ahead. Anita Buckmaster, who
works as the operations manager at the New Haven Preservation Trust, in Connecticut,
would like to find a job that pays
a higher salary–someday.
“If the economy were better
and there were more jobs out
there, I’d start looking. Everybody always looks,” says Ms.
A Brighter Future?
While the Chronicle
survey points to persistent gloom
among charity workers, some
signs of improvement are on the
More than half of workers reported that they have received a
pay increase in the past year.
Just 11 percent of charity
workers said that their pay had
been cut since 2008, a sign that
perhaps the worst of the damage done by the economic downturn is in the past.
And sometimes a little dissatisfaction can be a good thing,
suggests Ms. Masaoka, who
says that having happy, satisfied workers doesn’t necessarily
equal effective work.
If a charity has 100 employees and they’re all very happy,
she suggests, it might be a sign
that supervision isn’t tough
“Having 100 out of 100 people
feeling happy about their jobs
shouldn’t be the goal,” she says.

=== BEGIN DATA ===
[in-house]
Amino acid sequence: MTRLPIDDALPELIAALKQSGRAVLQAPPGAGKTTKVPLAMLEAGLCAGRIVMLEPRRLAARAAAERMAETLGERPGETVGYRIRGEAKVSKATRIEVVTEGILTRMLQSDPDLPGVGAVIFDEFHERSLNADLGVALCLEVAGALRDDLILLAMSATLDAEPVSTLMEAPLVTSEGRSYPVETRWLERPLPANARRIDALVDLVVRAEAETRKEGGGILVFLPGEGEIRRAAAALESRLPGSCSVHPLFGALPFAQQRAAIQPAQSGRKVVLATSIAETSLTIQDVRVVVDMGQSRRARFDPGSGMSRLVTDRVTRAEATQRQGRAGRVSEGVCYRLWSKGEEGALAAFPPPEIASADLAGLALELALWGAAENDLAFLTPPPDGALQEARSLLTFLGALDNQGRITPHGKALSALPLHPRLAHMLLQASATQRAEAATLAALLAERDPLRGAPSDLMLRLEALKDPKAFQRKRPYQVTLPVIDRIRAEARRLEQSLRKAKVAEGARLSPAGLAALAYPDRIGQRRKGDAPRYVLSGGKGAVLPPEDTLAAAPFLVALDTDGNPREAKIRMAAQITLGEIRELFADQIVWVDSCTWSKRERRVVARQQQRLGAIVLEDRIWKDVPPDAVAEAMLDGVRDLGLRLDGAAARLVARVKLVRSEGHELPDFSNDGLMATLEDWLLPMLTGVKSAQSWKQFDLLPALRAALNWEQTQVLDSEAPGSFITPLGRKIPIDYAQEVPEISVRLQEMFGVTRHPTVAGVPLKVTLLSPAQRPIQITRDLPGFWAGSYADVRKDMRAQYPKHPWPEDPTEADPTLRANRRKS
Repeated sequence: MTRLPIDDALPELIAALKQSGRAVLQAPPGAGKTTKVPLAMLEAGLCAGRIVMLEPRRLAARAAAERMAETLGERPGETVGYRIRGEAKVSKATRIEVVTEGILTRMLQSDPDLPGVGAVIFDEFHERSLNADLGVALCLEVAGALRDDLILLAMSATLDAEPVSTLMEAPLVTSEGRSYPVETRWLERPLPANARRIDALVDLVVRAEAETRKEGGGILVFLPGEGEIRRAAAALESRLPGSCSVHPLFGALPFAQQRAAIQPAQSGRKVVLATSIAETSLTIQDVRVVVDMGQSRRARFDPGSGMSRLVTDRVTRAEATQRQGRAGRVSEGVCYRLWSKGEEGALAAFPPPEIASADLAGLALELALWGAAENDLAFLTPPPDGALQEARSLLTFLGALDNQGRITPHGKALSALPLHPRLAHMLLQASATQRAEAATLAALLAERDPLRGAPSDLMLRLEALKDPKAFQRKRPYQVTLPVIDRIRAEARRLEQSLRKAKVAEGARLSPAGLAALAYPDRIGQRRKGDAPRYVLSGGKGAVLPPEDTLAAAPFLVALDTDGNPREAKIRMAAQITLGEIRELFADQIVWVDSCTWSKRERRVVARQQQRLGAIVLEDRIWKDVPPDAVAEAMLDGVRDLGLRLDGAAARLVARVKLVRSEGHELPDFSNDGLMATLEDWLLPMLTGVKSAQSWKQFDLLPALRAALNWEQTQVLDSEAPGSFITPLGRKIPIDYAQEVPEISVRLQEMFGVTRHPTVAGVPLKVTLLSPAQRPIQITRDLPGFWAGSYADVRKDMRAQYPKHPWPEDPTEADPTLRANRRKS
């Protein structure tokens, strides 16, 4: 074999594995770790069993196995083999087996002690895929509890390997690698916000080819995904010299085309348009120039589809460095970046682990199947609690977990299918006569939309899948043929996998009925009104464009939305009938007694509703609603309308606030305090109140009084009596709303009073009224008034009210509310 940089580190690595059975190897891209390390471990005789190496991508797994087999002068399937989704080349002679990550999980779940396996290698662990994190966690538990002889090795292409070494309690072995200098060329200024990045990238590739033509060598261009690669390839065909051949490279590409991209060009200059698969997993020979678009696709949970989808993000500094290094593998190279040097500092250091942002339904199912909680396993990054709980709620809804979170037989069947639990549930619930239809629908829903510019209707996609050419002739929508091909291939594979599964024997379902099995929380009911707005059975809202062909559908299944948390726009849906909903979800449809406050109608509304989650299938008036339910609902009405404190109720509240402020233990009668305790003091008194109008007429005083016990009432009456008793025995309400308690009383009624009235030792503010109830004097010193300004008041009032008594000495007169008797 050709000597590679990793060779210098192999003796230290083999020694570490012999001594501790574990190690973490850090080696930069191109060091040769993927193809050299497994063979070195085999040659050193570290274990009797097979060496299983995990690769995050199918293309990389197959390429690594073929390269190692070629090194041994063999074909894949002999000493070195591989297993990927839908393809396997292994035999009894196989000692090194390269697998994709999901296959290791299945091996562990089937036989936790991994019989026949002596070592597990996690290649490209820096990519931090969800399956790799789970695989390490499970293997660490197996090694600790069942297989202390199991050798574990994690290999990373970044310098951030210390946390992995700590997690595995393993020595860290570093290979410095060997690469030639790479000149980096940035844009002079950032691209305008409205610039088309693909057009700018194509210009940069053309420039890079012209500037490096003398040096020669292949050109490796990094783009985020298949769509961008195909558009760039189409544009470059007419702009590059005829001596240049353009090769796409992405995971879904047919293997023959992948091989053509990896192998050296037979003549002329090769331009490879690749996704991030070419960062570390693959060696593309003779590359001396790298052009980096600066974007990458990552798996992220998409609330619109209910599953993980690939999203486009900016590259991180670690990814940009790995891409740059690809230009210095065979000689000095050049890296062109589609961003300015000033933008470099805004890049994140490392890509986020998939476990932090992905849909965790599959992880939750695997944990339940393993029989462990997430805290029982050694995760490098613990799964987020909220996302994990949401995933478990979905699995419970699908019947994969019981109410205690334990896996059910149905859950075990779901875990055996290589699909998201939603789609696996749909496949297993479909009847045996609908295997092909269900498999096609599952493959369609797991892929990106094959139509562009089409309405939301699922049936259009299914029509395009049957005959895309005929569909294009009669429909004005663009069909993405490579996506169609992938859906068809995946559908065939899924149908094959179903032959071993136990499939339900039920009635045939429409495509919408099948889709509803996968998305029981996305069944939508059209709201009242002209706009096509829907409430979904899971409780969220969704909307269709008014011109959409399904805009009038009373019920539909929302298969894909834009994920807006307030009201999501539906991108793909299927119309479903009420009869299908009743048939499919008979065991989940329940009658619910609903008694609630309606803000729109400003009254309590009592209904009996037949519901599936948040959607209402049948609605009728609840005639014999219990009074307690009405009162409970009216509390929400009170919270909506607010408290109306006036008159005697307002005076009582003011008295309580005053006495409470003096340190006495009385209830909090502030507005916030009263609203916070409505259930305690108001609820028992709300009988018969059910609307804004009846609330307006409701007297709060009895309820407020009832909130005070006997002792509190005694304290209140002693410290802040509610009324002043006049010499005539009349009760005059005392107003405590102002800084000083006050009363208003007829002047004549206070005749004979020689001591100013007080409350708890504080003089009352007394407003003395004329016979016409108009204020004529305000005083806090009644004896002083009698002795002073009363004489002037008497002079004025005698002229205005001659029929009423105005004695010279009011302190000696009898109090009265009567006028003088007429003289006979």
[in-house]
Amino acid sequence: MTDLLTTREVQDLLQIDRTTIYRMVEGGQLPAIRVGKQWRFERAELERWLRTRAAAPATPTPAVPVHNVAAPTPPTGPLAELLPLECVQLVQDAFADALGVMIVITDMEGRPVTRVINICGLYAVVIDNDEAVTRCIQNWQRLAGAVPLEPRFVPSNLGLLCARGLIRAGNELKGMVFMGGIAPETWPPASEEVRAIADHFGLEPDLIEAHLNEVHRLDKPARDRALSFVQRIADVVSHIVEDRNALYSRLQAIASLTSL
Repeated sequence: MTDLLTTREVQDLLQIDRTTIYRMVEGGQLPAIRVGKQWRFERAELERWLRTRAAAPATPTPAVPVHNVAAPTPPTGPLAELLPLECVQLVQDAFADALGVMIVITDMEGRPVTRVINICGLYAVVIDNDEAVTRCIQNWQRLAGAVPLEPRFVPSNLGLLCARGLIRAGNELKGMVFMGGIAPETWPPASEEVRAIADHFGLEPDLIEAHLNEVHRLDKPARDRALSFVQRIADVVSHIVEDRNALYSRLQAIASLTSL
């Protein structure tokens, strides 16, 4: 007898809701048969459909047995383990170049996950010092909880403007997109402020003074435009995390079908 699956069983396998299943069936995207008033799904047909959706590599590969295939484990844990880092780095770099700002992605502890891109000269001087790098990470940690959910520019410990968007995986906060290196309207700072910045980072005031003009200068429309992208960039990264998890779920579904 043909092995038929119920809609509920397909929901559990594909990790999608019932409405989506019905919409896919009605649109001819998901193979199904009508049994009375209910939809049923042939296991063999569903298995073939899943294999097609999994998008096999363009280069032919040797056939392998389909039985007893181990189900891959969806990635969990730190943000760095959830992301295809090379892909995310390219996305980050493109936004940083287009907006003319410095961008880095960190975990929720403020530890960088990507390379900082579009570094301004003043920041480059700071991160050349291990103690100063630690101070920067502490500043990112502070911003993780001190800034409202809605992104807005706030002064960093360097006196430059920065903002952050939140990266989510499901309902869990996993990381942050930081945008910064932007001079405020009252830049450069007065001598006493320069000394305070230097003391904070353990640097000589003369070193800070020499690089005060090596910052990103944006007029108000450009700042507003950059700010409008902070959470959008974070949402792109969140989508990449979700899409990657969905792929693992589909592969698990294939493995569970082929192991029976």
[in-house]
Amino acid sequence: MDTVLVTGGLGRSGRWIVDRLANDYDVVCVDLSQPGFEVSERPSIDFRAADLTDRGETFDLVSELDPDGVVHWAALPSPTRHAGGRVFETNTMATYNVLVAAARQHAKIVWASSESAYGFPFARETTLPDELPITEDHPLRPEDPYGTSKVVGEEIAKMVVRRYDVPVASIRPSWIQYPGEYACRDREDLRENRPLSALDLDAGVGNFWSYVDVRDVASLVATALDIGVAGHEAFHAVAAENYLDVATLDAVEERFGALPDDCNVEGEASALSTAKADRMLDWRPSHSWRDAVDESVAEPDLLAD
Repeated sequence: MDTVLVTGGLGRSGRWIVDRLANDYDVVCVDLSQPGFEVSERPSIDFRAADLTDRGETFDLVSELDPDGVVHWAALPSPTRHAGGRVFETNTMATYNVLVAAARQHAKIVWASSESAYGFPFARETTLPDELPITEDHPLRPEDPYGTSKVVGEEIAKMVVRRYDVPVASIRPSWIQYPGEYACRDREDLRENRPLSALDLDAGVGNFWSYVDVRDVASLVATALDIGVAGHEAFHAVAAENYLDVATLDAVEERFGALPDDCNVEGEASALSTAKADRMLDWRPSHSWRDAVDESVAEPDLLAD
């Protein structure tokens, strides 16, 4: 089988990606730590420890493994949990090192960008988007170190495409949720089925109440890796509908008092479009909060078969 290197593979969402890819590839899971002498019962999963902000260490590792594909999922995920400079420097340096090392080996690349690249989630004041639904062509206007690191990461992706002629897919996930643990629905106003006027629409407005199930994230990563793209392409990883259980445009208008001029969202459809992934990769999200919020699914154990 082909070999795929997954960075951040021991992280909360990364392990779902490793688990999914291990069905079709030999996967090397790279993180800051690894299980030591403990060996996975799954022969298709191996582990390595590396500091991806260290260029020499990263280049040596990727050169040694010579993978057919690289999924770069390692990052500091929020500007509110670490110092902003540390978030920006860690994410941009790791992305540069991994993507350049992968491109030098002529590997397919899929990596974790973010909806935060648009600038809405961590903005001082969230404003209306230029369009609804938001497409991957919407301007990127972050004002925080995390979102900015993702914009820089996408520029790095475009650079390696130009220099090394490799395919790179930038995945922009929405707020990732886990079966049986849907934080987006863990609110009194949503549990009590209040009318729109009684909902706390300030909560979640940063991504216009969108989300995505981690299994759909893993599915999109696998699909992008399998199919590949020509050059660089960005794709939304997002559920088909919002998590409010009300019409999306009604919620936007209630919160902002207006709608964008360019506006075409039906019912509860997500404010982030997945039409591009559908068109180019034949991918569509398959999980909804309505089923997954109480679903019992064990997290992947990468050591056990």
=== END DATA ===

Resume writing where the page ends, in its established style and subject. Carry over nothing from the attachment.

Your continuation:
“Effective work should be the
But in a time when nonprof-
it workers are asked to do more
with less, some managers say
that compassionate leadership
can make a difference in work-
ers’ satisfaction and commit-
COURTESY OF KABOOM
KaBoom, which builds playgrounds, threads its playful mission through its
organizational culture, including this office play space for workers.
A Focus on Fun Keeps a Charity Booming
Organization: KaBoom (Washington)
Number of employees: 80
The group’s approach: KaBoom works
hard to create a playful organizational culture—think monthly peanut-butter-and-jelly-sandwich days and an annual Pumpkin
Palooza at Halloween—both as a reflection of
its mission to promote playground building
and as a way to build camaraderie across the
nonprofit and motivate employees. At
the start of each year, the charity holds
its Play Academy, a three-day retreat that
brings employees from the group’s three offices together for learning, planning, and
departments and locations the opportunity to
build relationships they can draw on in their
work, and it gives senior managers a chance
to discuss new projects with the full staff,
says Kerryn Kent, a director at KaBoom:
“It’s setting the tone for the year.”
Noelle Barton, Heather Joslyn, Marisa López-Rivera, and
Nicole Wallace contributed to
Why: The event gives employees in different
Results: Bringing everyone in the organization together to talk about its work inspires
employees and helps them understand how
their jobs contribute to the larger mission,
says Ms. Kent. “Someone may not be out
in the field building the playgrounds or out
having conversations with our funding partners,” she says, “but it’s important for everyone to know that even their role has impact
on that conversation and on that playground
build.” —NICOLE WALLACE
ARE YOU DRIVING MEANINGFUL CHANGE IN YOUR NONPROFIT?
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